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What you need to know as NY prepares for a pandemic primary

Posted at 4:34 PM, May 20, 2020
and last updated 2020-05-20 18:52:28-04

NEW YORK — Legal battles have been fought and executive orders signed, now preparations are underway for New York’s rescheduled June 23 primary.

State officials hope most people vote by mail in the closed primary process. City dwellers who are registered with a party and have a primary in their area can visit vote.nyc/ to request an absentee ballot through an online form or on the phone.

Furthermore, local boards of election will be sending out paperwork for people to apply for an absentee ballot via mail. In New York City, this means 3.6 million people will get information in the mail over the next week.

The top-of-ballot race for many, the Democratic presidential primary, almost did not happen.

State election officials moved to drop it from the ballot after former Vice President Joe Biden became the presumptive nominee. However, former candidates Andrew Yang and Sen. Bernie Sanders fought to get the race back on the ballot.

Yang and Sanders argued canceling the election would set a dangerous precedent. While both have ended their presidential campaigns, they are striving to accumulate delegates to have influence on Democratic policy setting, which occurs at the convention.

“Without a primary, those interests don’t get represented because Biden would get all the delegates,” Democratic strategist Basil Smikle said. “Those voices would not get heard.”

Smikle is also closely watching what happens with the move to absentee voting. He thinks each party will be looking to learn key lessons and apply them to the November general election.

“I’m worried a lot of voters will be concerned about getting ill, but won’t have engaged the vote by mail process either,” Smikle said. “So I’m concerned about broad civic engagement, and we’ve seen President [Donald] Trump has been very negative against voting by mail practices.”

Trump on Wednesday lashed out on Twitter at leaders in key swing states that have moved toward more voting by mail, despite recently voting by mail himself in his newly declared home state of Florida.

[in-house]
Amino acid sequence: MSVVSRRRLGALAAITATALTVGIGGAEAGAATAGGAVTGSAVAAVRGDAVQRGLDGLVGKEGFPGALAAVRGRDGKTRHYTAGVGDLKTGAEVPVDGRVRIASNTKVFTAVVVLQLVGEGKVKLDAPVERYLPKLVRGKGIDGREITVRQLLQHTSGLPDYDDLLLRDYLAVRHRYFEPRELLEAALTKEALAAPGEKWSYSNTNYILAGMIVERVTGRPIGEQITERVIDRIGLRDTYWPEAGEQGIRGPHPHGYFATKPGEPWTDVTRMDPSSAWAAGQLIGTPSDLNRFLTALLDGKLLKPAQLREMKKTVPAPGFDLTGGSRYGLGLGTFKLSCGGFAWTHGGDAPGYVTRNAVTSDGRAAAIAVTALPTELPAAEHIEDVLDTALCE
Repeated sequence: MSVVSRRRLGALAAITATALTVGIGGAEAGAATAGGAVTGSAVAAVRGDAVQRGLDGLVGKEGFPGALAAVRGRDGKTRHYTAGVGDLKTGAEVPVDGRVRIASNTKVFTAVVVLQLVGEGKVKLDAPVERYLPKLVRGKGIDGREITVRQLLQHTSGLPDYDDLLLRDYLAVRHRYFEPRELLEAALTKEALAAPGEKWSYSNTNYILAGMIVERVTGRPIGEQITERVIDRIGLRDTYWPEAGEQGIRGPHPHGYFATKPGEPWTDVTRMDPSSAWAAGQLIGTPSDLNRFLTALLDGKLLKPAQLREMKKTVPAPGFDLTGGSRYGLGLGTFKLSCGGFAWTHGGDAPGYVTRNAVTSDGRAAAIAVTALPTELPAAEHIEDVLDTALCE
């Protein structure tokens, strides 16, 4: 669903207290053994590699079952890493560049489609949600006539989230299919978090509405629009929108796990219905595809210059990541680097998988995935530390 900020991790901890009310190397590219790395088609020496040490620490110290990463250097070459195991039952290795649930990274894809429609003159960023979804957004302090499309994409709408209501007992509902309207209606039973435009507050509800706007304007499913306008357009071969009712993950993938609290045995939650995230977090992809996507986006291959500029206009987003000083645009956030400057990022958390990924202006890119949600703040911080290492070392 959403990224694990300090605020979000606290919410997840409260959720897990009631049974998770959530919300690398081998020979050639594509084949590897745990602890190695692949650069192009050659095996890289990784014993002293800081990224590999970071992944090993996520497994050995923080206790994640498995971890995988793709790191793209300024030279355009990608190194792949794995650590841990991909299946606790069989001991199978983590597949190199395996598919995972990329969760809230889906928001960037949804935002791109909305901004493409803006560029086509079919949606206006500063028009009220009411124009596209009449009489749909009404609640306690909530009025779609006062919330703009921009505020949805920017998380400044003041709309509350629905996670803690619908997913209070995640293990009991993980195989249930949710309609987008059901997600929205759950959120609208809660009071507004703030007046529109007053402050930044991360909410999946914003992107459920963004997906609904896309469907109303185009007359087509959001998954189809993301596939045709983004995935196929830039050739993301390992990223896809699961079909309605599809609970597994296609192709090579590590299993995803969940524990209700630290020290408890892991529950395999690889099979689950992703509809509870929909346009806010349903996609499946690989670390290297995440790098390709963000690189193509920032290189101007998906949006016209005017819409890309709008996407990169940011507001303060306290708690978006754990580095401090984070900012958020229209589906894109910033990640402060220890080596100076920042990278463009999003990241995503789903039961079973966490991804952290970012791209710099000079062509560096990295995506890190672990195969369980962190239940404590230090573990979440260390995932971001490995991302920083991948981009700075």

Local election boards, meanwhile, are also preparing their in-person voting infrastructure amid the pandemic. The New York City Board of Elections purchased 10,000 plexiglass table top dividers to make interactions between voters and poll workers safer.

The city BOE also ordered hundreds of thousands of two-in-one stylus pens that can be given to each voter to sign in on a tablet and fill out their ballot.

Other primary races to watch:

NY-15: South Bronx (Democrat race)
This is the race to replace retiring Rep. Jose Serrano. City Councilman Ritchie Torres Jr., who is openly gay, is running against City Councilman Ruben Diaz Sr., who was nearly kicked off the council last year for making anti-LGBTQ comments. Other candidates include City Councilman Ydanis Rodriguez, state Assemb. Michael Blake, and former City Council Speaker Melissa Mark-Viverito.

NY-9: Brooklyn (Democrat race)
Rep. Yvette Clarke will face a tough challenge in Brooklyn from several opponents, including Adem Bunkeddeko, who she only narrowly defeated in 2018.

NY-11: Staten Island (Republican race)
State Assemb. Nicole Malliotakis is running against prosecutor Joseph Caldarera. The winner will be part of a hotly contested New York City general election versus incumbent Democrat Max Rose.

NY-2: Long Island (Republican and Democrat)
This is the race to replace longtime Rep. Peter King, who is retiring. It will be one of the most closely contested general elections in the state come November.

Democrats:
Jackie Gordon, U.S. Army veteran and school teacher
Patricia Maher, lawyer and activist

Republicans:
Andrew Garbarino, state assemblyman
Michael LiPetri, state assemblyman